Rosey: Not knowing much about technology and startups, how often would you say you fell down and had to get back up again?
Regina: I’ve publicly and embarrassedly failed several times. Having been to the Kellogg School of Management at Northwestern University, I thought I had the network, but nope! Entrepreneurship humbles you, and I believe something is to be said about timing and your network. In the U.S., less than 1% of venture funding goes to black and brown founders, and on average, that translates to $42,000 that might go to a black woman in venture funding, as opposed to $1.4 million on average that goes to male counterparts. So with this in mind, there were lots of failures, a lot of wins, but also a lot of learning in terms of what it takes to move the needle to get from $100,000 in revenue to $100B.
Rosey: Why are you so passionate about propelling the growth of black women founders and entrepreneurs from every walk of life?
Regina: When you empower a woman, you empower a community. I’ve seen the power of one founder getting her first investor cheque at Black Women Talk Tech’s first conference in 2017. By the end of the year, she was making a seven-figure revenue and two years later, was raising one of the largest series A rounds for a black woman founder.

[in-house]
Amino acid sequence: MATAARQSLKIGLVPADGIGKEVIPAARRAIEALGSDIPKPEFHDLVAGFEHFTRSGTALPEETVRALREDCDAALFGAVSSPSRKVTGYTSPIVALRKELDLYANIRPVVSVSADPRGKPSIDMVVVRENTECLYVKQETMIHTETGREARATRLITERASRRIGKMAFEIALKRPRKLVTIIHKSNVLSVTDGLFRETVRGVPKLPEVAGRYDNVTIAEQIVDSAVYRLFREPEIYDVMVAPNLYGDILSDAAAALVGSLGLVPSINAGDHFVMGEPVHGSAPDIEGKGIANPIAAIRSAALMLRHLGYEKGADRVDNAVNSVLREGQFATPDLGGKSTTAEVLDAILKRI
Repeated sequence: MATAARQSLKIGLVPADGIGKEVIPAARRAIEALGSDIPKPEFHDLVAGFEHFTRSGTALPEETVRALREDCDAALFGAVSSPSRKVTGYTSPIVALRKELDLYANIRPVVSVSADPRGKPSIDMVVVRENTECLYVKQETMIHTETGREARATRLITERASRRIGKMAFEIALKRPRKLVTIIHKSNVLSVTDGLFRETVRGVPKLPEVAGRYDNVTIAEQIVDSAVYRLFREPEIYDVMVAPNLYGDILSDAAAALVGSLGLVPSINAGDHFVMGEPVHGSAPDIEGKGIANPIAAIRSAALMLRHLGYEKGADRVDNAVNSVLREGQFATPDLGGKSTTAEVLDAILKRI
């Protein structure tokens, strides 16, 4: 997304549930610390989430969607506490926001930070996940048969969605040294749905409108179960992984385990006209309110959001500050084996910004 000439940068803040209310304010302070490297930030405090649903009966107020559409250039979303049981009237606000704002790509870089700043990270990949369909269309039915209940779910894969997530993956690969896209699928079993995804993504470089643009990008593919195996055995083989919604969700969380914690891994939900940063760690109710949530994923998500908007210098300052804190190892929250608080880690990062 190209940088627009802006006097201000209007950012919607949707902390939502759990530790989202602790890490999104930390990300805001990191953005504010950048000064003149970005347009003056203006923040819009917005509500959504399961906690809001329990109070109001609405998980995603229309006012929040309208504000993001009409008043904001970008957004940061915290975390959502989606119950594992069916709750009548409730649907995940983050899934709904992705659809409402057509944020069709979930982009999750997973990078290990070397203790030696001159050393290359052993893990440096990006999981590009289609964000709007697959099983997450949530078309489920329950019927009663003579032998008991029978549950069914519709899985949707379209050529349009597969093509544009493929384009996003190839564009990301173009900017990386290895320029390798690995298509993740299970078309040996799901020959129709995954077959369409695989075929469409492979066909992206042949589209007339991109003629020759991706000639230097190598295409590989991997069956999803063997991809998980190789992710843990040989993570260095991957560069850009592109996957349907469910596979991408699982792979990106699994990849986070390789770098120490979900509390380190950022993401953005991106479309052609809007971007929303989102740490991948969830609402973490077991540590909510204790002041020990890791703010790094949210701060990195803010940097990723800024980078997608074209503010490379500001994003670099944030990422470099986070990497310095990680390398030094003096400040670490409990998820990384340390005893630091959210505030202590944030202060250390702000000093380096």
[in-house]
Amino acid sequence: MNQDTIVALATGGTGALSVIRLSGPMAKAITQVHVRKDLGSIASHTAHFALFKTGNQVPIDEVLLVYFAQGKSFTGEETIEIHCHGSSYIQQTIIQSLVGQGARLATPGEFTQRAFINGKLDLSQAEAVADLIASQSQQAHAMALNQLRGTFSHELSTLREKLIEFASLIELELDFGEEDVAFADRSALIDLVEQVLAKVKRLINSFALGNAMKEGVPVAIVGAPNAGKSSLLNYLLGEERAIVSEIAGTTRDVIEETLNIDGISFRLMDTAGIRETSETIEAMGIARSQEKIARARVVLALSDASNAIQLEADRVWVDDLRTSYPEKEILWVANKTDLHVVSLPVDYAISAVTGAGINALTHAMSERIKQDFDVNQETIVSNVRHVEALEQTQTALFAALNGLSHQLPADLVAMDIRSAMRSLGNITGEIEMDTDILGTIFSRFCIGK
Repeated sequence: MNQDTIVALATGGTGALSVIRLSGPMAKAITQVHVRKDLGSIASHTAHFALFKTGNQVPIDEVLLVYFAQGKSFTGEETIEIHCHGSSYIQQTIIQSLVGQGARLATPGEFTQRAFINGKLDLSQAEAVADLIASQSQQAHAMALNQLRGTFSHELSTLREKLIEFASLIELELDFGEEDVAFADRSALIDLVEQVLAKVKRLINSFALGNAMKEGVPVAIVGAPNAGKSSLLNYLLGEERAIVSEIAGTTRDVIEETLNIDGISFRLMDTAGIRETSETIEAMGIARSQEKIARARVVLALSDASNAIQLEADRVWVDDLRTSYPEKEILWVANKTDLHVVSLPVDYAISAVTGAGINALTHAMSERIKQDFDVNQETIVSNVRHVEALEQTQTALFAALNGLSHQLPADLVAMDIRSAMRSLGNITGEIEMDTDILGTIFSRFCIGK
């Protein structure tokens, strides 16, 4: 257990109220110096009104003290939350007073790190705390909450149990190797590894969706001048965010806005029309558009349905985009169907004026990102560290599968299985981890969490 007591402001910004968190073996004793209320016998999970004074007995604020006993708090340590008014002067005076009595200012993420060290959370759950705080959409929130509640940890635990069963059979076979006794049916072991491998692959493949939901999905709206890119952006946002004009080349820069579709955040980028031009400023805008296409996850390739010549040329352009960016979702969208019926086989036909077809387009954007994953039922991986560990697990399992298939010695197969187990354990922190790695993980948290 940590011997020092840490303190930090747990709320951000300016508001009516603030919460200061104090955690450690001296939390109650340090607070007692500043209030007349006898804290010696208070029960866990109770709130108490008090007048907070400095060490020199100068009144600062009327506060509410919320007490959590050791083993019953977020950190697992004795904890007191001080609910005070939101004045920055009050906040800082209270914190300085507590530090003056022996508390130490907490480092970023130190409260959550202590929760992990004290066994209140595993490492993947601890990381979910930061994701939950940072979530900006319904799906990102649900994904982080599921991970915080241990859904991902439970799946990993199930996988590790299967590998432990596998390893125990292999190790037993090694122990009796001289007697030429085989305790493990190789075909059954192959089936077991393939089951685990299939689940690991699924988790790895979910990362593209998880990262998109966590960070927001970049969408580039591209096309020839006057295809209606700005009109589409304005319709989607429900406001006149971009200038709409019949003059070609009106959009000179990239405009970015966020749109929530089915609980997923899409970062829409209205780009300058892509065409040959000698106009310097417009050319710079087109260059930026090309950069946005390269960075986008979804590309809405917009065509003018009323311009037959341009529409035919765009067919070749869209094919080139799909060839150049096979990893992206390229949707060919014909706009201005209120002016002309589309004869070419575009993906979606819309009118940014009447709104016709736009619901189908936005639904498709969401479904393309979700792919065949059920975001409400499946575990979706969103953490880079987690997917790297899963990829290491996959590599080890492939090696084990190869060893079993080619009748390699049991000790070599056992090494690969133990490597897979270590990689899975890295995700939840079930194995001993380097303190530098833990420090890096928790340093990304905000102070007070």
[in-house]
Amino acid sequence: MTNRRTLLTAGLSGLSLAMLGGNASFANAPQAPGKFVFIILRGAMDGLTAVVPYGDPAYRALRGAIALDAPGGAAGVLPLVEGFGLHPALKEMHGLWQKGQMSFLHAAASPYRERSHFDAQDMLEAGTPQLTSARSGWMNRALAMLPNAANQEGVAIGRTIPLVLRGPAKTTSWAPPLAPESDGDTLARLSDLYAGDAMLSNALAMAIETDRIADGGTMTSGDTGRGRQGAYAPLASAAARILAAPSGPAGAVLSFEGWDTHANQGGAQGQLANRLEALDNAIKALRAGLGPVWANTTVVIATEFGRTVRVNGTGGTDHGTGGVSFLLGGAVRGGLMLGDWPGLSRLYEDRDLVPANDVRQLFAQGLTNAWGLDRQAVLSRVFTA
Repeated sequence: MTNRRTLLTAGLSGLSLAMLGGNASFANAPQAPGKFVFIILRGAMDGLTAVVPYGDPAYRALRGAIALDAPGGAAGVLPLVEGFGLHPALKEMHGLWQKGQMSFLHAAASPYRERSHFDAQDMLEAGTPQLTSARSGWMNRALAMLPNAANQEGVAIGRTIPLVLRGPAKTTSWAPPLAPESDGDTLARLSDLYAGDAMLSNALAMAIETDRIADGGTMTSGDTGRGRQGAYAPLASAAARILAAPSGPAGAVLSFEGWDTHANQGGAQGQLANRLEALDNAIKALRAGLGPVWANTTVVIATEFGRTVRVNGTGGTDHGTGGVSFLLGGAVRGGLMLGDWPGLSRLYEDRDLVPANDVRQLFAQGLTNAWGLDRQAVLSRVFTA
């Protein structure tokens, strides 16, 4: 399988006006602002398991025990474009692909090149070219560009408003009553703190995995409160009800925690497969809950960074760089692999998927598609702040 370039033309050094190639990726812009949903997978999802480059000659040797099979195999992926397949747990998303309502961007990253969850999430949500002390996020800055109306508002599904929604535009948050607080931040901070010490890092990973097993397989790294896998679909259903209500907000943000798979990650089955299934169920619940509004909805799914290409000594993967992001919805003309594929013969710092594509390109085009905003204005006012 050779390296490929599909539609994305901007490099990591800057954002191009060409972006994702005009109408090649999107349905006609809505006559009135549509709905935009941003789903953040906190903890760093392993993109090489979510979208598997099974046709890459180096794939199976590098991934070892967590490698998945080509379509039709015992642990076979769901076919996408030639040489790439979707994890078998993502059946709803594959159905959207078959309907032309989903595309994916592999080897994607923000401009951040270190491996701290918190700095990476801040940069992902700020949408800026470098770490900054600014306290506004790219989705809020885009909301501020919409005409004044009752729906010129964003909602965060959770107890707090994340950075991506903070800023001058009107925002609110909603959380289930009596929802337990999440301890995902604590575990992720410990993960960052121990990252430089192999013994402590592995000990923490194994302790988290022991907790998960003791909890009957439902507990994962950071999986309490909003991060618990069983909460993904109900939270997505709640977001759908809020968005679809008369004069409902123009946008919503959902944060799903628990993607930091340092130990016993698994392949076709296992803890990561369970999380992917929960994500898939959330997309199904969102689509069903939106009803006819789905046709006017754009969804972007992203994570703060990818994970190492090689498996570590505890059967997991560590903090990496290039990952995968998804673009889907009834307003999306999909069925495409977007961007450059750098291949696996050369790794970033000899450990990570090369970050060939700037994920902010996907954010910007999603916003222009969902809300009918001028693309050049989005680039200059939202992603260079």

That’s impact. And it’s bigger than me. I’m just excited to be a part of it. But, more importantly, I’m excited about building generational wealth for families. There’s something very powerful in creating jobs, opportunities, and sustainable changes for the socio-economic class. I get excited because it’s such an untapped opportunity. But, I also know the struggle, which allows me to navigate and advocate differently than others.
Rosey: Black women are building and growing businesses faster than other segments yet received less than 1% of venture capital funding. What is Black Women Talk Tech doing to change that?
Regina: At Black Women Talk Tech, we focus on education during our summits and conferences, such as finance and fundraising, to provide tools to help apply meaningful changes to one’s business.
We also focus on the storytelling of women who are proving success; we’ve experienced billion-dollar startups. These women need to be seen and their stories shared so others can learn through their experiences.
And lastly, we focus on money. The best way to empower a black woman is to cut her a cheque. Black Women Talk Tech works to put the right investors and shareholders in the room to see opportunities.
Rosey: How did the pandemic affect you?
Regina: It has been such a deep exploration for me. Unfortunately, I lost a lot of people in my family and within my network. It’s a frustrating experience. I was angry and annoyed. I also think about the businesses affected and closed since they didn’t have access to initial funding and instead used customers and revenue to power their businesses.